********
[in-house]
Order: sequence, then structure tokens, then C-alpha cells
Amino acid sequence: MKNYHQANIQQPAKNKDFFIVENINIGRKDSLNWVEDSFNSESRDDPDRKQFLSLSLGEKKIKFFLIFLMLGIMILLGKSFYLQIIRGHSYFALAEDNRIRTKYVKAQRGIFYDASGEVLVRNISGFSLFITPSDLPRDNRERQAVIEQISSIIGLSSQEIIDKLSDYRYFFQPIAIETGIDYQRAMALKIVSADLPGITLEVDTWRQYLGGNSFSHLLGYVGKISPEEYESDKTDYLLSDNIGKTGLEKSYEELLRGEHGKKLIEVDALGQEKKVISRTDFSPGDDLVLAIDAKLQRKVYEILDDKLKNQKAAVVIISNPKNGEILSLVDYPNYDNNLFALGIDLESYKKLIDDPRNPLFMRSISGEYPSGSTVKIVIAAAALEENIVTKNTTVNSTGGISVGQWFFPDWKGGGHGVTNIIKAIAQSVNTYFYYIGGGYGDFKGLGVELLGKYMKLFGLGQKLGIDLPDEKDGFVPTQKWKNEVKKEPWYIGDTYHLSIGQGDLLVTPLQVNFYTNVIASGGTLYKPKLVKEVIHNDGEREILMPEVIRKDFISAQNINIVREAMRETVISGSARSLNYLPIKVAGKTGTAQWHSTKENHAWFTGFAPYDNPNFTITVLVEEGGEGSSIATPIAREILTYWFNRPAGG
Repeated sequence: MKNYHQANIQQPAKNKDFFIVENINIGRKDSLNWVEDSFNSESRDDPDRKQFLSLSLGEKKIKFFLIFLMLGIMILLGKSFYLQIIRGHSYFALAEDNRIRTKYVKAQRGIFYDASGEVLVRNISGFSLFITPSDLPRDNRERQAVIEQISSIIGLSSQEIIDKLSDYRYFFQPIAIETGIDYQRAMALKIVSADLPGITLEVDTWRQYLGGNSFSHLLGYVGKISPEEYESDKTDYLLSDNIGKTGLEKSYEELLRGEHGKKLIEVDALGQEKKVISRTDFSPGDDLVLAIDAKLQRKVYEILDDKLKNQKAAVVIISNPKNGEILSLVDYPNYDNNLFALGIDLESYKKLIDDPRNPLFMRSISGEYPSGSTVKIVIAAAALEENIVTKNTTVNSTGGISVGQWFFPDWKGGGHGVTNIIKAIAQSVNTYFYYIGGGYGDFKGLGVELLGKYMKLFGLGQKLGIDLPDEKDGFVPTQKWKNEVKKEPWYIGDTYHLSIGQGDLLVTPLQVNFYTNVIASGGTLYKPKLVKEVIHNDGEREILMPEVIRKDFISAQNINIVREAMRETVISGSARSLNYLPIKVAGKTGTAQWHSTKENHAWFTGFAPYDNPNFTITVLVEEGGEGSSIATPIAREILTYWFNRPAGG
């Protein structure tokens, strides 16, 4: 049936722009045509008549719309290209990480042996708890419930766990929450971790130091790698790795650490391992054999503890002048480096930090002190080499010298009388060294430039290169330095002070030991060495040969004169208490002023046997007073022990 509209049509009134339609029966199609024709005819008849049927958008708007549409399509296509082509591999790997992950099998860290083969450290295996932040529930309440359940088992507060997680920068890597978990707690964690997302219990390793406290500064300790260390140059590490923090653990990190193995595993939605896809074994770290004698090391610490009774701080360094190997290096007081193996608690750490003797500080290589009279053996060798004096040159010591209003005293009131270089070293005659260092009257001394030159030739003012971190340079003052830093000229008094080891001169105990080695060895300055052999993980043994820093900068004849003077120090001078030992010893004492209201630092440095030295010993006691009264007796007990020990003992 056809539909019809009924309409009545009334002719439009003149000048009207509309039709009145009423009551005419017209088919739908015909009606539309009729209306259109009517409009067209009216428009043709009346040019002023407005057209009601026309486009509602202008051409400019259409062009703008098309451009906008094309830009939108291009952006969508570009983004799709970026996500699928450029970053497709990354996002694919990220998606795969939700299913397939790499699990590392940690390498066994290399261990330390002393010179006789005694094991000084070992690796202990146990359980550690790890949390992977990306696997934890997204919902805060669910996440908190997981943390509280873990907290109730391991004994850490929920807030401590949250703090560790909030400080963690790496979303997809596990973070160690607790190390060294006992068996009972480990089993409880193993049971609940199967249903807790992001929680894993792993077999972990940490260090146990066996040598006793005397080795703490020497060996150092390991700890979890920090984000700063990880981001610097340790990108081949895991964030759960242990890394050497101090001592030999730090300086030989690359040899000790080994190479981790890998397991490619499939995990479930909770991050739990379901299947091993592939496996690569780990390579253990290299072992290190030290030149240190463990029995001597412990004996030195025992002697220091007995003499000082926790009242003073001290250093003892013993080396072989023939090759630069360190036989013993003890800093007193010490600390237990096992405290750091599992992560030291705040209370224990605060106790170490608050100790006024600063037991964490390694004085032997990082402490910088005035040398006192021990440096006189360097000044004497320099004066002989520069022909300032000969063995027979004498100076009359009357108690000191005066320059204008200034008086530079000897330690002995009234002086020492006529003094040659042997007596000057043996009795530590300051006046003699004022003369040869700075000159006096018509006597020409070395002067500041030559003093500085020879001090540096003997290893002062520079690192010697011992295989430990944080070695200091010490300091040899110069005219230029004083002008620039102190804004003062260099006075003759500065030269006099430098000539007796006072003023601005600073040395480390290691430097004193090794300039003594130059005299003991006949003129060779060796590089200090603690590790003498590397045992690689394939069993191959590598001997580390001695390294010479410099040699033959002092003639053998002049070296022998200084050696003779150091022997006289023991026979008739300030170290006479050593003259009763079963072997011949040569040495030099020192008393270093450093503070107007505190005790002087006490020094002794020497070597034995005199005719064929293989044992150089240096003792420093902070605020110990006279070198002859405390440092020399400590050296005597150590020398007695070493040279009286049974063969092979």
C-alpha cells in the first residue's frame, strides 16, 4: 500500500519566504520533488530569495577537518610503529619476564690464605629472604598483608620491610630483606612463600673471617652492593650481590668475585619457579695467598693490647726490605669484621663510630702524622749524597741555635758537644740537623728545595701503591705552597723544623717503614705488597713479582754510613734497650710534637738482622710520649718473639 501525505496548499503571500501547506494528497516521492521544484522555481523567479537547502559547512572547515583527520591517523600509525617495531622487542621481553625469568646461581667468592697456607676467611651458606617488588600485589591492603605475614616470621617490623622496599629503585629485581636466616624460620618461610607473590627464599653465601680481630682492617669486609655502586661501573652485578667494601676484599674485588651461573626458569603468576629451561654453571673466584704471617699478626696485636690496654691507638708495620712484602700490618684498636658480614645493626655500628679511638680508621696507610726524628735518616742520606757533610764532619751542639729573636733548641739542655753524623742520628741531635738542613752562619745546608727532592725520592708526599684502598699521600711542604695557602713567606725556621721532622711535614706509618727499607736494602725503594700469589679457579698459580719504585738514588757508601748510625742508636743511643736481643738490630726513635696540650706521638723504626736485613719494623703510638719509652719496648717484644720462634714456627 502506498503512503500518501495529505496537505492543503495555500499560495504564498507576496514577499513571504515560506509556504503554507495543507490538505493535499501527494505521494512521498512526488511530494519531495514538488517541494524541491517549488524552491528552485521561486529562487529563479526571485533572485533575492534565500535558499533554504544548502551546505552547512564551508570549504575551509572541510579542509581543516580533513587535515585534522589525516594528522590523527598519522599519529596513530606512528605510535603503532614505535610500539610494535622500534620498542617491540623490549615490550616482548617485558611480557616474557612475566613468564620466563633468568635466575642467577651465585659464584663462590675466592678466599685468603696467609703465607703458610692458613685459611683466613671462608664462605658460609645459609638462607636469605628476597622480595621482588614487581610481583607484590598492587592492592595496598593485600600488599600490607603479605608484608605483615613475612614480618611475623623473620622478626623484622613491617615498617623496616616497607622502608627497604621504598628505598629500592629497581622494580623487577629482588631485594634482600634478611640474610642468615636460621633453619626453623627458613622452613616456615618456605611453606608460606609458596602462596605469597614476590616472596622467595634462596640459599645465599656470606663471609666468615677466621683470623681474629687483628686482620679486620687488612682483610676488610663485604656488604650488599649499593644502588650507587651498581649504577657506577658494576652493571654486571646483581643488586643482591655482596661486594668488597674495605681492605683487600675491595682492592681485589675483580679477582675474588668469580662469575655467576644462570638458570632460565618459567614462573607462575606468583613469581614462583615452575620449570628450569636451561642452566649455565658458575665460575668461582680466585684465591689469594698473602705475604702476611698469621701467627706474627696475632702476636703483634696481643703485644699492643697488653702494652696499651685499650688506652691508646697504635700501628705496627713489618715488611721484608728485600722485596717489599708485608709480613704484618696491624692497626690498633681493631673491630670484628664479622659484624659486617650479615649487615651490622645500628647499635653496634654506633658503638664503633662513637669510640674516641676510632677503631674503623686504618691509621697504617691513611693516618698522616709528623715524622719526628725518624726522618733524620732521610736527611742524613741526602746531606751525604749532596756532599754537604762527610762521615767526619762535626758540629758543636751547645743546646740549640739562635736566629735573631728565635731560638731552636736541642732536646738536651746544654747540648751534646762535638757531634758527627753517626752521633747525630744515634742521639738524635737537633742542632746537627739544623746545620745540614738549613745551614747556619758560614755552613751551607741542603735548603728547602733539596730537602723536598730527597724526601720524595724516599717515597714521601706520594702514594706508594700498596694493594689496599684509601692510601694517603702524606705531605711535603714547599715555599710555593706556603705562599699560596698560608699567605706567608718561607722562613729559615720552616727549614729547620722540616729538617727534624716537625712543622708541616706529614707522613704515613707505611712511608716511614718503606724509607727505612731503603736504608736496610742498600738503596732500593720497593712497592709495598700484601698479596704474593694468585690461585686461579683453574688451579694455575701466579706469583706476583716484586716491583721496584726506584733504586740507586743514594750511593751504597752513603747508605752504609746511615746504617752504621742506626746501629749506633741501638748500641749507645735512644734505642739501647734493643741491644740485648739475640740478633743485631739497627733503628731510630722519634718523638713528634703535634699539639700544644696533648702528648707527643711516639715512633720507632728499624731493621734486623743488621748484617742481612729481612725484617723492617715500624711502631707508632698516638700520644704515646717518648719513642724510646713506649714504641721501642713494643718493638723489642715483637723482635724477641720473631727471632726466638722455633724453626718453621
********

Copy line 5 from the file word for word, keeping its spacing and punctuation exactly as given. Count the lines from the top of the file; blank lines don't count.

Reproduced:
């Protein structure tokens, strides 16, 4: 049936722009045509008549719309290209990480042996708890419930766990929450971790130091790698790795650490391992054999503890002048480096930090002190080499010298009388060294430039290169330095002070030991060495040969004169208490002023046997007073022990 509209049509009134339609029966199609024709005819008849049927958008708007549409399509296509082509591999790997992950099998860290083969450290295996932040529930309440359940088992507060997680920068890597978990707690964690997302219990390793406290500064300790260390140059590490923090653990990190193995595993939605896809074994770290004698090391610490009774701080360094190997290096007081193996608690750490003797500080290589009279053996060798004096040159010591209003005293009131270089070293005659260092009257001394030159030739003012971190340079003052830093000229008094080891001169105990080695060895300055052999993980043994820093900068004849003077120090001078030992010893004492209201630092440095030295010993006691009264007796007990020990003992 056809539909019809009924309409009545009334002719439009003149000048009207509309039709009145009423009551005419017209088919739908015909009606539309009729209306259109009517409009067209009216428009043709009346040019002023407005057209009601026309486009509602202008051409400019259409062009703008098309451009906008094309830009939108291009952006969508570009983004799709970026996500699928450029970053497709990354996002694919990220998606795969939700299913397939790499699990590392940690390498066994290399261990330390002393010179006789005694094991000084070992690796202990146990359980550690790890949390992977990306696997934890997204919902805060669910996440908190997981943390509280873990907290109730391991004994850490929920807030401590949250703090560790909030400080963690790496979303997809596990973070160690607790190390060294006992068996009972480990089993409880193993049971609940199967249903807790992001929680894993792993077999972990940490260090146990066996040598006793005397080795703490020497060996150092390991700890979890920090984000700063990880981001610097340790990108081949895991964030759960242990890394050497101090001592030999730090300086030989690359040899000790080994190479981790890998397991490619499939995990479930909770991050739990379901299947091993592939496996690569780990390579253990290299072992290190030290030149240190463990029995001597412990004996030195025992002697220091007995003499000082926790009242003073001290250093003892013993080396072989023939090759630069360190036989013993003890800093007193010490600390237990096992405290750091599992992560030291705040209370224990605060106790170490608050100790006024600063037991964490390694004085032997990082402490910088005035040398006192021990440096006189360097000044004497320099004066002989520069022909300032000969063995027979004498100076009359009357108690000191005066320059204008200034008086530079000897330690002995009234002086020492006529003094040659042997007596000057043996009795530590300051006046003699004022003369040869700075000159006096018509006597020409070395002067500041030559003093500085020879001090540096003997290893002062520079690192010697011992295989430990944080070695200091010490300091040899110069005219230029004083002008620039102190804004003062260099006075003759500065030269006099430098000539007796006072003023601005600073040395480390290691430097004193090794300039003594130059005299003991006949003129060779060796590089200090603690590790003498590397045992690689394939069993191959590598001997580390001695390294010479410099040699033959002092003639053998002049070296022998200084050696003779150091022997006289023991026979008739300030170290006479050593003259009763079963072997011949040569040495030099020192008393270093450093503070107007505190005790002087006490020094002794020497070597034995005199005719064929293989044992150089240096003792420093902070605020110990006279070198002859405390440092020399400590050296005597150590020398007695070493040279009286049974063969092979």